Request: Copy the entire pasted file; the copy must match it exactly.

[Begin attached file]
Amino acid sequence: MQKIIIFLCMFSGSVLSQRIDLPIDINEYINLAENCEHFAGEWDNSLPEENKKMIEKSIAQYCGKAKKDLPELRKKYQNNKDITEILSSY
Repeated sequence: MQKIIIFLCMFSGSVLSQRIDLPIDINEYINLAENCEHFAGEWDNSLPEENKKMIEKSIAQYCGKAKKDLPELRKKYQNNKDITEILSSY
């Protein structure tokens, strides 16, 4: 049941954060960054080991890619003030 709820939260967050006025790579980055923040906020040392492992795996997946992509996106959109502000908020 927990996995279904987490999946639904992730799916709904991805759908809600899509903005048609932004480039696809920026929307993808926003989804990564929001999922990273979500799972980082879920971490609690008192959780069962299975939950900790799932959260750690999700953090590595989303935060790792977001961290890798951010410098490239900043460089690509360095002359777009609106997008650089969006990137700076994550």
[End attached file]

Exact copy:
Amino acid sequence: MQKIIIFLCMFSGSVLSQRIDLPIDINEYINLAENCEHFAGEWDNSLPEENKKMIEKSIAQYCGKAKKDLPELRKKYQNNKDITEILSSY
Repeated sequence: MQKIIIFLCMFSGSVLSQRIDLPIDINEYINLAENCEHFAGEWDNSLPEENKKMIEKSIAQYCGKAKKDLPELRKKYQNNKDITEILSSY
């Protein structure tokens, strides 16, 4: 049941954060960054080991890619003030 709820939260967050006025790579980055923040906020040392492992795996997946992509996106959109502000908020 927990996995279904987490999946639904992730799916709904991805759908809600899509903005048609932004480039696809920026929307993808926003989804990564929001999922990273979500799972980082879920971490609690008192959780069962299975939950900790799932959260750690999700953090590595989303935060790792977001961290890798951010410098490239900043460089690509360095002359777009609106997008650089969006990137700076994550």